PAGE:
Mutations in FKBP10, which result in Bruck syndrome and recessive forms of osteogenesis imperfecta, inhibit the hydroxylation of telopeptide lysines in bone collagen.
ABSTRACT Although biallelic mutations in non-collagen genes account for <10% of individuals with osteogenesis imperfecta, the characterization of these genes has identified new pathways and potential interventions that could benefit even those with mutations in type I collagen genes. We identified mutations in FKBP10, which encodes the 65 kDa prolyl cis-trans isomerase, FKBP65, in 38 members of 21 families with OI. These include 10 families from the Samoan Islands who share a founder mutation. Of the mutations, three are missense; the remainder either introduce premature termination codons or create frameshifts both of which result in mRNA instability. In four families missense mutations result in loss of most of the protein. The clinical effects of these mutations are short stature, a high incidence of joint contractures at birth and progressive scoliosis and fractures, but there is remarkable variability in phenotype even within families. The loss of the activity of FKBP65 has several effects: type I procollagen secretion is slightly delayed, the stabilization of the intact trimer is incomplete and there is diminished hydroxylation of the telopeptide lysyl residues involved in intermolecular cross-link formation in bone. The phenotype overlaps with that seen with mutations in PLOD2 (Bruck syndrome II), which encodes LH2, the enzyme that hydroxylates the telopeptide lysyl residues. These findings define a set of genes, FKBP10, PLOD2 and SERPINH1, that act during procollagen maturation to contribute to molecular stability and post-translational modification of type I procollagen, without which bone mass and quality are abnormal and fractures and contractures result.
SourceAvailable from: Walter L Eckalbar[Show abstract] [Hide abstract]
ABSTRACT: The autism susceptibility candidate 2 gene (AUTS2) has been associated with multiple neurological diseases including autism spectrum disorders (ASDs). Previous studies showed that AUTS2 has an important neurodevelopmental function and is a suspected master regulator of genes implicated in ASD-related pathways. However, the regulatory role and targets of Auts2 are not well known. Here, by using ChIP-seq (chromatin immunoprecipitation followed by deep sequencing) and RNA-seq on mouse embryonic day 16.5 forebrains, we elucidated the gene regulatory networks of Auts2. We find that the majority of promoters bound by Auts2 belong to genes highly expressed in the developing forebrain, suggesting that Auts2 is involved in transcriptional activation. Auts2 non-promoter-bound regions significantly overlap developing brain-associated enhancer marks and are located near genes involved in neurodevelopment. Auts2-marked sequences are enriched for binding site motifs of neurodevelopmental transcription factors, including Pitx3 and TCF3. In addition, we characterized two functional brain enhancers marked by Auts2 near NRXN1 and ATP2B2, both ASD-implicated genes. Our results implicate Auts2 as an active regulator of important neurodevelopmental genes and pathways and identify novel genomic regions that could be associated with ASD and other neurodevelopmental diseases.Translational Psychiatry 09/2014; 4(9):e431. DOI:10.1038/tp.2014.78 · 4.36 Impact Factor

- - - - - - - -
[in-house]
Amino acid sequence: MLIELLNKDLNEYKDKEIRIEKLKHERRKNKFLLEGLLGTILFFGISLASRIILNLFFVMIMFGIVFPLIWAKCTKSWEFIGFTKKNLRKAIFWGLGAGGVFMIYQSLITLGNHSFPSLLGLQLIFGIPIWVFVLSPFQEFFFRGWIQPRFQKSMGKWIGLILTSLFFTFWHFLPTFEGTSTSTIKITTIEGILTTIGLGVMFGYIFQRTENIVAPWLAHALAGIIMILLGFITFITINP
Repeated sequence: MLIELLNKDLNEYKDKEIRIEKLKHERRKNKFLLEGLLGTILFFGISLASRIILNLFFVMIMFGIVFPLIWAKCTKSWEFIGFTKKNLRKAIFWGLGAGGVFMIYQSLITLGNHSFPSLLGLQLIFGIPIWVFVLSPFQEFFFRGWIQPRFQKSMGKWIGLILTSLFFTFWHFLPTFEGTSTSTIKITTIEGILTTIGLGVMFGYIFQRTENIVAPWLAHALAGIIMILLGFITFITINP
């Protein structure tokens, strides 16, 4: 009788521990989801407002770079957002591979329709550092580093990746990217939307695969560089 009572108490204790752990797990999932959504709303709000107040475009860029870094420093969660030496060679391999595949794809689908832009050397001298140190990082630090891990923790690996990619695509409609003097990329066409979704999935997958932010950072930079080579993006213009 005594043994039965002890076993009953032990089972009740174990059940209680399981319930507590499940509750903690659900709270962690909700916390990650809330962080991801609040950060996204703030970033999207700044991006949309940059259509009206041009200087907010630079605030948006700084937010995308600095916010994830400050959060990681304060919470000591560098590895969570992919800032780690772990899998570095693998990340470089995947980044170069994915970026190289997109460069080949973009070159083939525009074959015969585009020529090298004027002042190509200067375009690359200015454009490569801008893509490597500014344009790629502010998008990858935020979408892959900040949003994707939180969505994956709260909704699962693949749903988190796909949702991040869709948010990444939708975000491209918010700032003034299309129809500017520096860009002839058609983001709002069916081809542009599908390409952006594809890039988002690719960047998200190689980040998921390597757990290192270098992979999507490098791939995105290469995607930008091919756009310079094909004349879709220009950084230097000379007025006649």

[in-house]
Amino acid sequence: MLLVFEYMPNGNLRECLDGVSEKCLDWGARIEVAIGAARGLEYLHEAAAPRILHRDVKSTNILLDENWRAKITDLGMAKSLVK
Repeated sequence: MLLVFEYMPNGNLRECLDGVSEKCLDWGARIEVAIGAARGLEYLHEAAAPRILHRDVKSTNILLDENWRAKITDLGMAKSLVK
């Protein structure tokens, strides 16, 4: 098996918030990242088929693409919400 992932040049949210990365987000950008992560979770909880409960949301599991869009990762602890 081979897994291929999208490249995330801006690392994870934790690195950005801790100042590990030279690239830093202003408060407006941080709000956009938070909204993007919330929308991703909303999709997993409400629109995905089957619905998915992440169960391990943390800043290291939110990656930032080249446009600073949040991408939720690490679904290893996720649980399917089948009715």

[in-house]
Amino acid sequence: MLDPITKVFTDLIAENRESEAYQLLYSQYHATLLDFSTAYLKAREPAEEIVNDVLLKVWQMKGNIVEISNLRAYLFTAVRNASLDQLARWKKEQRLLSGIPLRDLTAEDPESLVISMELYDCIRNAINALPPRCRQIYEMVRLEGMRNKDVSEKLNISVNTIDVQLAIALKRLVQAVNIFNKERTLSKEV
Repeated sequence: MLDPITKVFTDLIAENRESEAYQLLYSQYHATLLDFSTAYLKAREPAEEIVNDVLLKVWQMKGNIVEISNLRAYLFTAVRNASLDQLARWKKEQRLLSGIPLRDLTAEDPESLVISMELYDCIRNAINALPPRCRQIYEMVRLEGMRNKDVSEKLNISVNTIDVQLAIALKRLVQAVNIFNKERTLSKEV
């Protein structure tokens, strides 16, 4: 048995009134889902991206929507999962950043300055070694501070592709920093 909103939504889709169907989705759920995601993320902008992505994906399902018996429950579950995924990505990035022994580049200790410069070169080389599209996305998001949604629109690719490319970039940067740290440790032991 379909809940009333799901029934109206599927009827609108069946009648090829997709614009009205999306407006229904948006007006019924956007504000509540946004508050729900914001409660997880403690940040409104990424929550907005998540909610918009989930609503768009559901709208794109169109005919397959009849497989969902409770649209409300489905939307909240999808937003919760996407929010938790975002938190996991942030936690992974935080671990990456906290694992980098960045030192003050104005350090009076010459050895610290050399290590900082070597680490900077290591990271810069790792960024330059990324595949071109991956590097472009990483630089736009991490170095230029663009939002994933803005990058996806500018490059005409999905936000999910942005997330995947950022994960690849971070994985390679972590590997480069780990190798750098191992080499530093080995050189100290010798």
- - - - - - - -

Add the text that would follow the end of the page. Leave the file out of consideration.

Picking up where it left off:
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ABSTRACT: Bruck syndrome (BS) is an extremely rare form of osteogenesis imperfecta characterized by congenital joint contracture, multiple fractures and short stature. We described the phenotypes of BS in two Chinese patients for the first time. The novel compound heterozygous mutations c.764_772dupACGTCCTCC (p.255_257dupHisValLeu) in exon 5 and c.1405G>T (p.Gly469X) in exon 9 of FKBP10 were identified in one proband. The novel compound heterozygous mutations c.1624delT (p.Tyr542Thrfs*18) in exon 14 and c.1880T>C (p.Val627Ala) in exon 17 of PLOD2 were identified in another probrand. Intravenous zoledronate was a potent agent for these patients, confirmed the efficacy of bisphosphonates on this disease. In conclusion, the novel causative mutations identified in the patients expand the genotypic spectrum of BS.PLoS ONE 09/2014; 9(9):e107594. DOI:10.1371/journal.pone.0107594 · 3.53 Impact Factor
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ABSTRACT: Bone is a composite material that resembles reinforced concrete. The collagen matrix plays the role of reinforcement, whereas hydroxyapatite crystals are cementing material. Collagen fibers are responsible for the tensile strength of bones and prevent fractures from extending; the mineral phase is able to withstand compaction loads. A right balance of these two parts synergistically provides the required stiffness for bone. Collagen abnormalities, such as reduced amount, disturbed composition, defects in structure and/or supramolecular organization as well as insufficient or defective mineralization, lead to osteogenesis imperfecta (OI), also known as brittle bone disease. Until recently, mutations in the type I collagen genes COL1A1 and COL1A2 were the only known causes of the disease, which cover about 90 % of diagnosed OI. Within the last decade, we have witnessed a burst in the identification of new OI mutations in other genes. Here we summarize our knowledge of these mutations and their impact on bone quality.12/2013; 1(4):239-246. DOI:10.1007/s40142-013-0026-2